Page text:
Let me be the first to welcome you to 479 Mount Fair Drive in our desirable neighborhood in Watertown CT.
Formal living room and dining room, large country kitchen leads to large deck with mountain views. Family room with wood-burning fireplace and vaulted ceilings. 3 BRs including master Suite. Finished lower level for office or exercise/play area. Hardwood, carpet and tile floors. 2 car garage. Private back yard.
You don’t learn about how to buy a house in school. They don’t teach you what you need to apply for a mortgage, what kind of loan you’ll need, or what PMI is (it’s called private mortgage insurance)
And let’s not mention that you need to shop around for the best deal — or you can hire somebody to do that for you.
So here are some First Home Buyer Tips to help guide you through the home buying experience.
BEFORE YOU START LOOKING ♦ Have a conversation with your significant other about what you’re looking for, what you need and what you can do without. Standing in the living room during an open house with your real estate agent isn’t the time to argue about wanting three bedrooms instead of four. ♦ Know your financial records. What’s your credit score? How much outstanding debt do you have? What monthly payment can you afford? How much money did you make last year? You’re going to need to know all of this information. Have all of your paperwork ready to go. ♦ Know your limit — if you can’t afford a $450,000 house, don’t go look at $450,000 houses. ♦ Shop around. There are dozens of real estate agents, attorneys, and mortgage officers so don’t settle. These people are going to work for you, their job is to make you happy. You’re going to be on the phone and meeting with them frequently, so make sure you like who you’re working with. ♦ Do your research. When you do decide on a real estate agent, he or she is going to want to know what your price range is, what neighborhoods you’re interested in, if you want to be close to schools, expressways, public transportation, etc. Know what you want and Get Pre-Approved!
WHILE YOU’RE LOOKING ♦ This is the big one you’ll be glad someone told you about. Don’t get too attached to a house, because if it the deal doesn’t work out, for whatever reason, you’re going to be devastated. ♦ Be willing to negotiate, it’s a big part of the game. ♦ This goes hand-in-hand with negotiating: put your foot down and don’t let anyone take advantage of you. If the seller is asking for way more than you’re told the house is worth, or if they’re not willing to fix something that is broken or at least negotiate the cost, you have to be ready to walk away. There will be more houses, trust me. ♦ Don’t just purchase a house by its listing. Go look at EVERYTHING. A lot of houses look different in person than they do on-line, good and bad.
I have the belief that anyone that deserves to own a home should be able to do so. The American Dream is still attainable for those buyers who do their homework, establish a game plan and work hard to achieve that goal.I’m here to help.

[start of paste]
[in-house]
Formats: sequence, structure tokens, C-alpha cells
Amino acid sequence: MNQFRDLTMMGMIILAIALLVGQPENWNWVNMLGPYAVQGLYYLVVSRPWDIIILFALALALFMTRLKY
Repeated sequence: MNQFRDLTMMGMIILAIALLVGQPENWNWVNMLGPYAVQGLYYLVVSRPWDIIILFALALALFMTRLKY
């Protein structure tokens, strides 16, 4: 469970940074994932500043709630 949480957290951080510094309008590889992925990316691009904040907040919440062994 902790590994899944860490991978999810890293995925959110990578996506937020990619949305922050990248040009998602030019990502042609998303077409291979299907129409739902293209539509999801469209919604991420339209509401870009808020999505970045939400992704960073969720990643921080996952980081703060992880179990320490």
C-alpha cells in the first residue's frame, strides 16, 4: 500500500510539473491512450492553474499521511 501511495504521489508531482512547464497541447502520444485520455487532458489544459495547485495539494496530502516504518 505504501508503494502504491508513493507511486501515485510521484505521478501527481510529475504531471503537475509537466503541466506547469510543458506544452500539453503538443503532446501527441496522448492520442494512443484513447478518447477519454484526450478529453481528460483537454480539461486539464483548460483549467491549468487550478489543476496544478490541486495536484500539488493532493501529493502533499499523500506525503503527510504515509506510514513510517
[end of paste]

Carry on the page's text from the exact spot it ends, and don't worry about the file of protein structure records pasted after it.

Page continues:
The presence of a Significant Derogatory CreditEvent on a borrower’s credit report is represents a significantly higher level of default risk to any mortgage lender.
Examples of Significant Derogatory Credit Events include: ♦ Bankruptcies ♦ Foreclosures ♦ Short Sales ♦ Deed-in-Lieu of Foreclosure ♦ Mortgage Loan Charge-Off
With the Spring 2016 Home Buying season upon us, I’ve been getting calls from prospective buyers and their realtors asking how long they have to wait after one of these Significant Derogatory Credit Events before they could even consider buying a new house. They are called Boomerang Buyers.
Personally, I hate the term. Boomerang Buyers are former home owners who lost their home as result of the real estate crash and economic recession we experienced in recent years. These new clients have already been home owners; they appreciate the freedom and feeling of self-worth in owning their own home; they understand the process; and they are motivated.
So … Can I help? It depends. This is the waiting period or Seasoning before one can consider buying a new home following any one of these Significant Derogatory CreditEvent:
FORECLOSURE Conventional Loans – 7 years FHA – 3 years USDA – 3 years VA – 2 years
BANKRUPTCY Conventional Chapter 7 or 11 – 4 years Chapter 13 – 2 years from discharge or 4 years from dismissal Multiple Bankruptcies within 7 years – 5 years FHA – 2 years USDA – 3 years VA – 2 years
SHORT SALE OR DEED-IN-LIEU Conventional – 4 years FHA – 3 years USDA – 3 years VA – 2 years
Families in this predicament may be ashamed, frightened that they will never be able to own a home again, and wonder who will ever give them a mortgage again…the list of feelings is endless. If you know anyone in this kind of situation, send them my way. I‘m here to help.